To understand this result, which at first sight may seem illogical, it is important to recognize that prediction errors usually are distributed *around* the true value, not only on one side or the other. This means that when predictions are averaged the errors tend to cancel each other. An example can clarify.

Imagine two colleagues, Dora and Steve, who are both sales representatives. They’ve handed the task to forecast the number of new sales contracts that the company will successfully obtain during the next quarter. Dora predicts 20 new contracts, while Steve, being a tad less optimistic, predicts 14. The actual number of new contracts turns out to be 18.

Dora’s prediction is off by 2 contracts, while Steve’s is off by 4 contracts. The crowd prediction, which is the average of Dora’s and Steve’s predictions, is 17 and off by 1 contract. How can the crowd prediction outperform both of their individual predictions? The reason is that their predictions are situated on either side of the true value – the two predictions bracket the true value. Consequently, the crowd prediction will lie in between these two values where also the true value is located. This is called the* bracketing effect*.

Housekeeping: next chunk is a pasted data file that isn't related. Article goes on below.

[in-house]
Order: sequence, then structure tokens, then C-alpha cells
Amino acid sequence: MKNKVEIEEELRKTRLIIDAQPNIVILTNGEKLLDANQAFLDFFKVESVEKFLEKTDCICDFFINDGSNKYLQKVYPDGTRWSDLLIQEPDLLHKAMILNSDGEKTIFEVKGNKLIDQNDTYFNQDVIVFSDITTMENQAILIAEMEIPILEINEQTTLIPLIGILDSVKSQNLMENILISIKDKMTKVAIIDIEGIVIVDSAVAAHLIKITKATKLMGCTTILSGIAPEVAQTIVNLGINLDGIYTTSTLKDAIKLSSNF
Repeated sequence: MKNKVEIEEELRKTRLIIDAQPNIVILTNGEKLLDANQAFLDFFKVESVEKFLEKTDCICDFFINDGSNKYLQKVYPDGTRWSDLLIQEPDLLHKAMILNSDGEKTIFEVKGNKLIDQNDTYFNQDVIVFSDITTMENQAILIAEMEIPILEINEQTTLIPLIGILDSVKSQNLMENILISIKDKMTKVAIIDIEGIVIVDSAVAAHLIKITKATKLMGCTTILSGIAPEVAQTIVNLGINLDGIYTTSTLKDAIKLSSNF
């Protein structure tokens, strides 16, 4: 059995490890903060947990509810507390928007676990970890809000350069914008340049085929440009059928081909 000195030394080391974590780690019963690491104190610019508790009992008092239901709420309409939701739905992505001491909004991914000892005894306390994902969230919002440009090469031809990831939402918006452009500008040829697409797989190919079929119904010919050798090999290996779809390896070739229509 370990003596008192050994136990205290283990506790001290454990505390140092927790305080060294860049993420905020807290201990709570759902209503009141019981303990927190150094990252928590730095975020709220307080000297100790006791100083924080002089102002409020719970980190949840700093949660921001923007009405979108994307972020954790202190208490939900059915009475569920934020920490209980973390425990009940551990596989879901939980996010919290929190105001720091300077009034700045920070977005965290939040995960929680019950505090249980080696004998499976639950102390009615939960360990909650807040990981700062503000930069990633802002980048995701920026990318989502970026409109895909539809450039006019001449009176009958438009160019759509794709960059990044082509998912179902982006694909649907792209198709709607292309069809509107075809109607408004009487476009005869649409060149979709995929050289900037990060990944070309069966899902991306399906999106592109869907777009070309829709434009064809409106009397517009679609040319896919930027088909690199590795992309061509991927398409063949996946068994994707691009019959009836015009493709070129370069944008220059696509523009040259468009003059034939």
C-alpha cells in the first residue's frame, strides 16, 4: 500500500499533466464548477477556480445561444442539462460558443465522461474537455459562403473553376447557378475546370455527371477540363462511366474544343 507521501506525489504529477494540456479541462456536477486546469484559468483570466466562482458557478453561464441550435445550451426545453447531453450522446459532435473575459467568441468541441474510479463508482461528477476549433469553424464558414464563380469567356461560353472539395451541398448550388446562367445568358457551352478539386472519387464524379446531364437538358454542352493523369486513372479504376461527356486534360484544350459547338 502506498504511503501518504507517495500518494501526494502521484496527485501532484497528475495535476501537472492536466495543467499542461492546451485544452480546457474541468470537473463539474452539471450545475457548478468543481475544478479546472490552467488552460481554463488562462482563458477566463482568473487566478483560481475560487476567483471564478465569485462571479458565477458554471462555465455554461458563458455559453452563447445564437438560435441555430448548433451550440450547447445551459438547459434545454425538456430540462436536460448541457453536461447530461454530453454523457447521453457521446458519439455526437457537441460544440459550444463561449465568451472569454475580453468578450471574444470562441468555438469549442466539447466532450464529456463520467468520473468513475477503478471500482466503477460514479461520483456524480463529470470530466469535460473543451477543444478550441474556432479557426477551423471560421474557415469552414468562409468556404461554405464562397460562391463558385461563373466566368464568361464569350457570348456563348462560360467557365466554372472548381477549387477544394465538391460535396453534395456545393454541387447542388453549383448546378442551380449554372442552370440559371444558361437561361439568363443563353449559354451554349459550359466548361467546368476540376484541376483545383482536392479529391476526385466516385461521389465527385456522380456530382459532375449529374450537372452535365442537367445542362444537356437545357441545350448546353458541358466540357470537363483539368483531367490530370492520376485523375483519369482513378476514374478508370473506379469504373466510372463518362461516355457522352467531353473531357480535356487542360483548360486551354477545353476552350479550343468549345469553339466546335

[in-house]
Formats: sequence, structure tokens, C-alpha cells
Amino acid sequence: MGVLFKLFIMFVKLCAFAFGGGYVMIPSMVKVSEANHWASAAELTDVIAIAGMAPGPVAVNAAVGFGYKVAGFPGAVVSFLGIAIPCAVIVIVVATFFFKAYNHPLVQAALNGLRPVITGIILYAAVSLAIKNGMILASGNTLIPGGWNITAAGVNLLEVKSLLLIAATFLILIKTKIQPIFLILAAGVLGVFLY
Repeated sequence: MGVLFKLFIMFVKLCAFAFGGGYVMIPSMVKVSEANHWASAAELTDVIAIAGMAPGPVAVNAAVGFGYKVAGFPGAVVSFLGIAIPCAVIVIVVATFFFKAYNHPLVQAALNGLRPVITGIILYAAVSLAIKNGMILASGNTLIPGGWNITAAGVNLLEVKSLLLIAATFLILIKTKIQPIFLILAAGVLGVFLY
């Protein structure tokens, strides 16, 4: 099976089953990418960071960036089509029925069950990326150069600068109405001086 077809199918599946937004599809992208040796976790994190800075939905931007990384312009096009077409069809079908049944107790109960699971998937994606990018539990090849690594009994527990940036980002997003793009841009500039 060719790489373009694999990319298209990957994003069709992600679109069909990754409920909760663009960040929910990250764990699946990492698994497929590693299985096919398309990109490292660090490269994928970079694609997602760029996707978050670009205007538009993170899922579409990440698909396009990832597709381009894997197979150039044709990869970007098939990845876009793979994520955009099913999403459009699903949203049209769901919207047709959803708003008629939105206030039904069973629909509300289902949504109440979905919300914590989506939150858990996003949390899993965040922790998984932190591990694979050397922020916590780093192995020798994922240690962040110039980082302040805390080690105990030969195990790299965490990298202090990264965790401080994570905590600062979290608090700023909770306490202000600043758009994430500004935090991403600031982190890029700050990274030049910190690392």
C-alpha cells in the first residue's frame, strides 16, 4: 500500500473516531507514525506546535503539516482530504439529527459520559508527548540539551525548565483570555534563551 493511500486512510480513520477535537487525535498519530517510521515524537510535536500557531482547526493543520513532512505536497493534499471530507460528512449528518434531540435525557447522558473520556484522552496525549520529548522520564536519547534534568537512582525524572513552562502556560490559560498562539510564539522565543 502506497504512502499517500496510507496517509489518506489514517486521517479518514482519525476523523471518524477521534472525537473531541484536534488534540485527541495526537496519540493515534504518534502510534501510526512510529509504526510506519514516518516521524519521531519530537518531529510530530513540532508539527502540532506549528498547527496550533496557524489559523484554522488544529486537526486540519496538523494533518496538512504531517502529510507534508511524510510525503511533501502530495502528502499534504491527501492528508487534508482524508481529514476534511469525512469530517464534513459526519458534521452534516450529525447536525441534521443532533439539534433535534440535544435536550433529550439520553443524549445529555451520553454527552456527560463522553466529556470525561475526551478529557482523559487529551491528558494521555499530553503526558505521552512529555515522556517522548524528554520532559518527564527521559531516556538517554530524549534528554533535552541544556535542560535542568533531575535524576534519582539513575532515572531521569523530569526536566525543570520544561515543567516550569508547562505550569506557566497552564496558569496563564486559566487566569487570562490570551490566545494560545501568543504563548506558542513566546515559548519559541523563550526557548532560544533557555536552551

The bracketing effect requires that people make diverse predictions. To obtain diverse predictions individuals must sit on different information or interpret the same information with different “glasses”. In other words, they are *cognitively diverse.* Another way to think of this is that they employ different predictive models. Because what extra is there to gain by two people who bring the same predictive model to the table, no matter how sophisticated it is?

However, not all types of diversity matter. For example, the cognitive diversity a random citizen brings to the table is most often irrelevant for predicting company profits. This is because expertise is equally as important as diversity.

Employees in different parts of the organization, on the other hand, do have relevant information to share. They will typically have diverse explicit and tacit knowledge about company performance that can inform the prediction task. This is where Mindpool enters the equation.